by Ebtihal Mubarak from Arab News
Hamza Al-Mezaini, a lecturer at the King Saud University and a columnist for an Arabic newspaper, spoke on Tuesday to an audience at the Jeddah Literary Club in a public lecture entitled “Extremism Roots: Reasons and Solutions.” ... He listed incidents from recent history — not only in Saudi Arabia but also in the region — that has contributed in fermenting extremism. One was the conflict between progressives and conservatives in the 1950s across the Middle East, which led to many Muslim Brotherhood members from Egypt and Syria moving to the Kingdom. He said that after that came the attack on the Grand Mosque in Makkah in 1979 after which hidden intentions of extremism clearly appeared on the surface and pervaded its agenda publicly in Saudi Arabia. “After that extremists tried and succeeded to enforce the concept of jihad in textbooks in schools,” said Al-Mezaini.
Tuesday, October 30, 2007
by Ebtihal Mubarak from Arab News
France is no longer pushing Saudi Arabia to buy Rafale fighters now that the kingdom has purchased Typhoon jets from Britain ... During a visit to the Kingdom on Sunday, French Defence Minister Herve Morin said Saudi investment in strategic French industries was welcome. "EADS already has UAE and Qatari funds in its capital. So there is no reason for such investments not to be made in French or European firms as long as it's in the interest of the company." he said. Qatar Investment Authority has an indirect ownership in EADS through shareholdings in Lagardere and a Dubai fund. EADS is part of the BAE-led consortium building the Eurofighter aircraft and the parent company of commercial airliner Airbus ... When asked about the bid by Riyadh and fellow Gulf Arabs to start a peaceful nuclear energy programme, Morin said "France considers itself open to this."
by Ian Black from The Guardian
Vince Cable, the acting Liberal Democrat leader, announced yesterday that he would boycott the rare visit because of the Saudi record on human rights, including its maltreatment of British citizens. Other groups plan protests over weapons sales, the kingdom's human rights abuses and its homophobic laws. King Abdullah, 82, came to the throne two years ago. He has reformist instincts, but progress in the kingdom has been halting. Saudi Arabia is Britain's biggest trading partner in the Middle East and the UK is its second biggest foreign investor. The Guardian and BBC reported that Prince Bandar bin Sultan, now the king's national security adviser, received secret payments of £1bn. The prince will also be staying at Buckingham Palace ... Labour leftwinger John McDonnell said: "Why is it that in the same breath the prime minister condemns the lack of democracy in Burma and the abuse of human rights in Zimbabwe, but remains silent when it comes to the Saudi dictatorship?"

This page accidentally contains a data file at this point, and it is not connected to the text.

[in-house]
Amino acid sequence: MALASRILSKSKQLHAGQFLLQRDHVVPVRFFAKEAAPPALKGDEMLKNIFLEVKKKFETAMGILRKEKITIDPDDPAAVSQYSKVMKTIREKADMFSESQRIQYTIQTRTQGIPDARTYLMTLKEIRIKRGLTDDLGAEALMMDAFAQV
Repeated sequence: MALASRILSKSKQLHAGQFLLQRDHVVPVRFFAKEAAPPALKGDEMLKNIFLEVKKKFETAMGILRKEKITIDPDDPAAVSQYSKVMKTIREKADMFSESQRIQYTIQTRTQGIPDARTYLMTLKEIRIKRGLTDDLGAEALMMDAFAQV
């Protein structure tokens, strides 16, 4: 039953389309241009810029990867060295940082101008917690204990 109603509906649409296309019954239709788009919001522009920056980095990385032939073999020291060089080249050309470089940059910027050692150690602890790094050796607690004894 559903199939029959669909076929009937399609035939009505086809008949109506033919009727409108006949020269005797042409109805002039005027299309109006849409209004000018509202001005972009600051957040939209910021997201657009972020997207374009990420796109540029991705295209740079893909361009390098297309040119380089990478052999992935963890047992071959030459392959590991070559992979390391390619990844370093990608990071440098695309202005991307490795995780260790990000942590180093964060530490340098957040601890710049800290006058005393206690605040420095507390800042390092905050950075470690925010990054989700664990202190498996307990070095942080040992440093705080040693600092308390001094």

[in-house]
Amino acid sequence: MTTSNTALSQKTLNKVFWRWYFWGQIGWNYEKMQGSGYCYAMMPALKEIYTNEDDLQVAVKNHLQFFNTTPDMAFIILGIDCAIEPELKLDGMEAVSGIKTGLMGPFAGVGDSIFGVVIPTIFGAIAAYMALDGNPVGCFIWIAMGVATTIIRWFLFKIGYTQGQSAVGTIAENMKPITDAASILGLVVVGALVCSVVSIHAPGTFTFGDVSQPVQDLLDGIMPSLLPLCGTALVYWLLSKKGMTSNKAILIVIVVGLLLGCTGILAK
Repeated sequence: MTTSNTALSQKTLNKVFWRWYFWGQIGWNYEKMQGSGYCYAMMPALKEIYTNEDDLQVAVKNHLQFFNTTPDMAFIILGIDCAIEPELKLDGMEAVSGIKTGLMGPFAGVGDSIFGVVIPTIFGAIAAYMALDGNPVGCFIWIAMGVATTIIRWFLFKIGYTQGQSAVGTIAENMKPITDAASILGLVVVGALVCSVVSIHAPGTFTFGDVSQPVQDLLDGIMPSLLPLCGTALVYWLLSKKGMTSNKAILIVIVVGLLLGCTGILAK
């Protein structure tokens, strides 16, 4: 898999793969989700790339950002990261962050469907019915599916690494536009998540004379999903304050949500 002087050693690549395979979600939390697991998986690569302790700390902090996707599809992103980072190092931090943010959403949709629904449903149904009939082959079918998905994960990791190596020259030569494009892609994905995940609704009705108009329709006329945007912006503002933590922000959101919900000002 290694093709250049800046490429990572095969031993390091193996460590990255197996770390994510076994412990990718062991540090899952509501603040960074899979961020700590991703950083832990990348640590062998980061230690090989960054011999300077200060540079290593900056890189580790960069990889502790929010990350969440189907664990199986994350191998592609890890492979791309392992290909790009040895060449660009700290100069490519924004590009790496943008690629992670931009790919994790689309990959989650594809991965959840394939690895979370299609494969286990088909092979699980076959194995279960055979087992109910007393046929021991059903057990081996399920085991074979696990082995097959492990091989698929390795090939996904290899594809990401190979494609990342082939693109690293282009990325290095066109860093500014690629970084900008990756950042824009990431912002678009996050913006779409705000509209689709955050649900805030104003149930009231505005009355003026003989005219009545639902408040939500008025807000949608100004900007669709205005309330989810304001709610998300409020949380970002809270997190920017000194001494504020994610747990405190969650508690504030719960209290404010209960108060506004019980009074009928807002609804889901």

by Randeep Ramesh from The Guardian
The BBC documentary Clash of Worlds came under attack from one of India's largest Islamic groups for linking their movement, Deobandism, to Osama bin Laden and "extremist" Muslim groups around the world ... Clerics in Delhi have also been incensed that their creed has been termed an Indian version of Saudi Arabia's Wahhabi school, seen as a hardline, revivalist form of Islam. Charles Allen, a historian and one of the documentary's presenters, said: "I don't feel bad about condemning Deobandism. In India it set the Muslim cause back by a couple of centuries by turning its back on the west. In Pakistan and Afghanistan it has helped to promote extremism, intolerance and violence, and in Britain today it is helping to drive a wedge between Muslim and Muslim and between British Muslims and the rest of Britain."
by Ebtihal Mubarak and Ronald Concha from Arab News